As a creative spirit, I was rebellious and didn’t appreciate the people more senior to me that much because they represented authority and oppression. I looked up to very few mentors. I should have been more open to anybody more senior than me and learned more from them. I think I needed to get older to appreciate that. That’s what I would have done differently and that’s the advice I’d give my younger self. Also, I would urge my younger self to have become an entrepreneur earlier.

Tell us something that’s true that almost nobody agrees with you on.

Everybody is prejudiced against certain people to a degree. But everybody, if you scratch deep enough, wants to evolve past that.

As an entrepreneur, what is the one thing you do over and over and recommend everyone else do?

I wake up early because that’s when my mind is the sharpest. I then tell myself to flush all doubt from my head. This mentality makes me more productive and allows me to execute the things I need to do each day to make our business grow.

What is one strategy that has helped you grow your business?

Our agency is purpose-driven, and the purpose – diversity/inclusion – is a living breathing thing that society at large is trying to bring to life in real-time. Among one of our most important strategies, we constantly strive to evolve and sharpen our narrative. So, when we make our pitch to a client and we see their eyes widen imperceptibly or their chins nod, we know we’re doing a good job of communicating our value proposition.

What is one failure you had as an entrepreneur, and how did you overcome it?

I started an ad agency before and, while I loved my partners, I wasn’t getting the effort that they had promised me or I expected from them. That agency is shut down now. This time around, I’m trying not to have expectations. Instead, I try to encourage our team as much as possible. I also try to address conflicts early on with the intention of reaching a positive way forward…always.

What is one business idea that you’re willing to give away to our readers?

This is not a business idea, but it’s been on my mind because of recent events. I would love to organize a nationwide effort that brings together every voting ballot design from each state, studies them and holds an open contest that chooses the country’s best designers. We’d then submit designs for the perfect ballot; one that’s clear, easily countable and fraud-proof. It’s not a business idea, but it would serve to make our world better. I have a lot of these kinds of ideas floating around in my head.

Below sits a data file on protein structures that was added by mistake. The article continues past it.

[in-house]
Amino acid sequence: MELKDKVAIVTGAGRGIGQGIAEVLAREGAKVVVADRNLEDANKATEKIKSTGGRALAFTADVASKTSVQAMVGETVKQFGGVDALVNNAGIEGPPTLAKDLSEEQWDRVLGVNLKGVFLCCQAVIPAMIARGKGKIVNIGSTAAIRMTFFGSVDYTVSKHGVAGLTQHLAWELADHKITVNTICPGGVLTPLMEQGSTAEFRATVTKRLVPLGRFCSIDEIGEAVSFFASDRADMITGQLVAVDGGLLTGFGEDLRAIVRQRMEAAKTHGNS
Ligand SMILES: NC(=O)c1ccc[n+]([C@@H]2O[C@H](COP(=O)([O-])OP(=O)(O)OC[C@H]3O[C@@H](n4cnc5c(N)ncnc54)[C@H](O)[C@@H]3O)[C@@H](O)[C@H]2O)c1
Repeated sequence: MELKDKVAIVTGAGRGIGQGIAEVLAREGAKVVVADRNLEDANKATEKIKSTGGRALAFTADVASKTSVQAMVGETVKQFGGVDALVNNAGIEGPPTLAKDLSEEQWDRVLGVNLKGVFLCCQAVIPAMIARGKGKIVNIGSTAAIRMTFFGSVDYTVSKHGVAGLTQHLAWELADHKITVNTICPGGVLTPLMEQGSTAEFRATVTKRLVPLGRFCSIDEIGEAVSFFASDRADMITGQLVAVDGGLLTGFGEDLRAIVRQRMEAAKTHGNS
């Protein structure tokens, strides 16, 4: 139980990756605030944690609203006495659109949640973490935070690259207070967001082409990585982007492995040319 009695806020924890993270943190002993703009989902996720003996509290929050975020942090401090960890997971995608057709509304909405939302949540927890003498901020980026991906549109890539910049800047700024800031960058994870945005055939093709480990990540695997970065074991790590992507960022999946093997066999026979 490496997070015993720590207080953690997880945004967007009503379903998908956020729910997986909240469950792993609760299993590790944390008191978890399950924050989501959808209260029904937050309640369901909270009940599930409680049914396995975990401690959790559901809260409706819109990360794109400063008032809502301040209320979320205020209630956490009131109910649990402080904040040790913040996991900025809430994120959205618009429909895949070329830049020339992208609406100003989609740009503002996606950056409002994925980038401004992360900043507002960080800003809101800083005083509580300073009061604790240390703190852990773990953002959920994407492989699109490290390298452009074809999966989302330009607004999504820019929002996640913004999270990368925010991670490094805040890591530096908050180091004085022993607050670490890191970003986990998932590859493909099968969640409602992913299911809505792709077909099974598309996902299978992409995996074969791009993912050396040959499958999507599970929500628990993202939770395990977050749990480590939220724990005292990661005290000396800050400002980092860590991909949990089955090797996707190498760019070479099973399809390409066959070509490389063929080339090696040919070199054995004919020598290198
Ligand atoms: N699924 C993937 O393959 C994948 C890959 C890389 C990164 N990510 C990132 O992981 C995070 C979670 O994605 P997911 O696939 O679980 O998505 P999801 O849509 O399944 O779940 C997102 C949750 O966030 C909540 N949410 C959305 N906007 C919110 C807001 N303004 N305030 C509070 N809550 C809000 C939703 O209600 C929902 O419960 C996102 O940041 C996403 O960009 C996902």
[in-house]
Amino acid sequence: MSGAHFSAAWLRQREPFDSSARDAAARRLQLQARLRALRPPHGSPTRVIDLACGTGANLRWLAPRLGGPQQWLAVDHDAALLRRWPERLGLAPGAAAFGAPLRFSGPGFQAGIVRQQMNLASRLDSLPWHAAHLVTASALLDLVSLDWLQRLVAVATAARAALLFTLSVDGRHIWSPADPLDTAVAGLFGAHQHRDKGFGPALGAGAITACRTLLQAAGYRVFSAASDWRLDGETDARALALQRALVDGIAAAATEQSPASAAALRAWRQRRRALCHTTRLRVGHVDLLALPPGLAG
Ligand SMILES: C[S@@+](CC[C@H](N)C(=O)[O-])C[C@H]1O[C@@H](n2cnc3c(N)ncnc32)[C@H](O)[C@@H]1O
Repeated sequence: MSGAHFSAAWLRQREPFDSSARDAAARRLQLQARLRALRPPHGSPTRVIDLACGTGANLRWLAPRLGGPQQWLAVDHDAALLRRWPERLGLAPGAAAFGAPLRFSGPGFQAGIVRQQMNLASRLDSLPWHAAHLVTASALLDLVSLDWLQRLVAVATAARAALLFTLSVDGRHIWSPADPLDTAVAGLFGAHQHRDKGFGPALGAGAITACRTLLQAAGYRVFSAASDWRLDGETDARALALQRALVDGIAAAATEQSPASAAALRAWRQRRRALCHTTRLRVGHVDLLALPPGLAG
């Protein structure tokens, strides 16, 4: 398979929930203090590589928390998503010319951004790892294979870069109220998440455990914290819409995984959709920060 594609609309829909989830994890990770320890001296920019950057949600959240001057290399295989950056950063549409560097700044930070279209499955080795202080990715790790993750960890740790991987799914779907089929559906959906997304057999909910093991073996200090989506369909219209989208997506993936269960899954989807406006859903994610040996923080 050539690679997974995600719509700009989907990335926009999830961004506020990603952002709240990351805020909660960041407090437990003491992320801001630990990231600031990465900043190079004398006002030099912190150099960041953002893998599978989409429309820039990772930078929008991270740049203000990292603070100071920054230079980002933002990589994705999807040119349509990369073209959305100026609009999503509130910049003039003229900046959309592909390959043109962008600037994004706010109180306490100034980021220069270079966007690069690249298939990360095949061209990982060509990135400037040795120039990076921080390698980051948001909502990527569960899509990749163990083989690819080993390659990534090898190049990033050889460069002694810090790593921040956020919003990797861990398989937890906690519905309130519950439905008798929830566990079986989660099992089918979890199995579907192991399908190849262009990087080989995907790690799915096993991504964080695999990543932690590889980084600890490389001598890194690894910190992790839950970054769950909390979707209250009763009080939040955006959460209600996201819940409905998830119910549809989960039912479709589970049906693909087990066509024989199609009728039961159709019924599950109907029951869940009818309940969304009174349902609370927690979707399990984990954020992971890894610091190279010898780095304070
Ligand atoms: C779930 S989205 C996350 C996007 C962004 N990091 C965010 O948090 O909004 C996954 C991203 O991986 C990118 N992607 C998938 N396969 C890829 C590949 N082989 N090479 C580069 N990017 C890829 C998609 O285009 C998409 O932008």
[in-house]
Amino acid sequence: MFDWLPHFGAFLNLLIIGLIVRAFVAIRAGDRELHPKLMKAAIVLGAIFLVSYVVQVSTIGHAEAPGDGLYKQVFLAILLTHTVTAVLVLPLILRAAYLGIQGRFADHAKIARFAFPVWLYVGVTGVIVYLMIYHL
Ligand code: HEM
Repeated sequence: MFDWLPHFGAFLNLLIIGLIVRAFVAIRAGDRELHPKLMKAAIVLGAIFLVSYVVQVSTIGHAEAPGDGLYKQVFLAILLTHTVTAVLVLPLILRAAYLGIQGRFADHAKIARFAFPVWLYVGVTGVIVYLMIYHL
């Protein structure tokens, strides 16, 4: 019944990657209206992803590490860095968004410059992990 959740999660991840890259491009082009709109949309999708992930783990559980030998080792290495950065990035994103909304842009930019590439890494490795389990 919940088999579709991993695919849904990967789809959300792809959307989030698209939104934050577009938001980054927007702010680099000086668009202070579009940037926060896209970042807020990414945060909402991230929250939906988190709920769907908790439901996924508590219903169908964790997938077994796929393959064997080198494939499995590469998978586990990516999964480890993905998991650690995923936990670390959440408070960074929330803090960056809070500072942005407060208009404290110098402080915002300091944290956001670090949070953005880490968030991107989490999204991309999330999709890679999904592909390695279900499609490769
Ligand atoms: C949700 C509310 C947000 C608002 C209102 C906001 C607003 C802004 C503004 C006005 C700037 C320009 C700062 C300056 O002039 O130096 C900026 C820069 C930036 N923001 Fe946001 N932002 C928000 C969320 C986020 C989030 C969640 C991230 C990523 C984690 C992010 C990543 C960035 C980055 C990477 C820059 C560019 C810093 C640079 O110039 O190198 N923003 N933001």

What is the best $100 you recently spent? What and why?

Jabra Bluetooth headphones. As I speak, I have my hands busy with other tasks so I can get more done.

What is one piece of software or a web service that helps you be productive?

There are too many great ones out there that do different things for me. I think the best software is the one in my brain. Every now and then, like on a weekend day, I’ll leave my smartphone at home and go for a long walk with my dog or kids to get in touch with my thoughts, or should I say “software.”

What is the one book that you recommend our community should read and why?

The Book of Gossage, Howard Gossage.
Gossage was one of the finest, most practical and realistic creative minds in our industry. Everything he says is still so relevant because his creative thinking was based on the most timeless principle: That human needs are universal and unchanging. He was also incredibly respectful of consumers and how advertising spoke to them.

What is your favorite quote?

“Be the change you want to see in the world.” I know it’s a cheat because it’s by a fellow Indian, Gandhi, but I love it because it’s about control. You can’t control anything outside yourself, but if you try and control how you operate, it could have a positive impact on the world.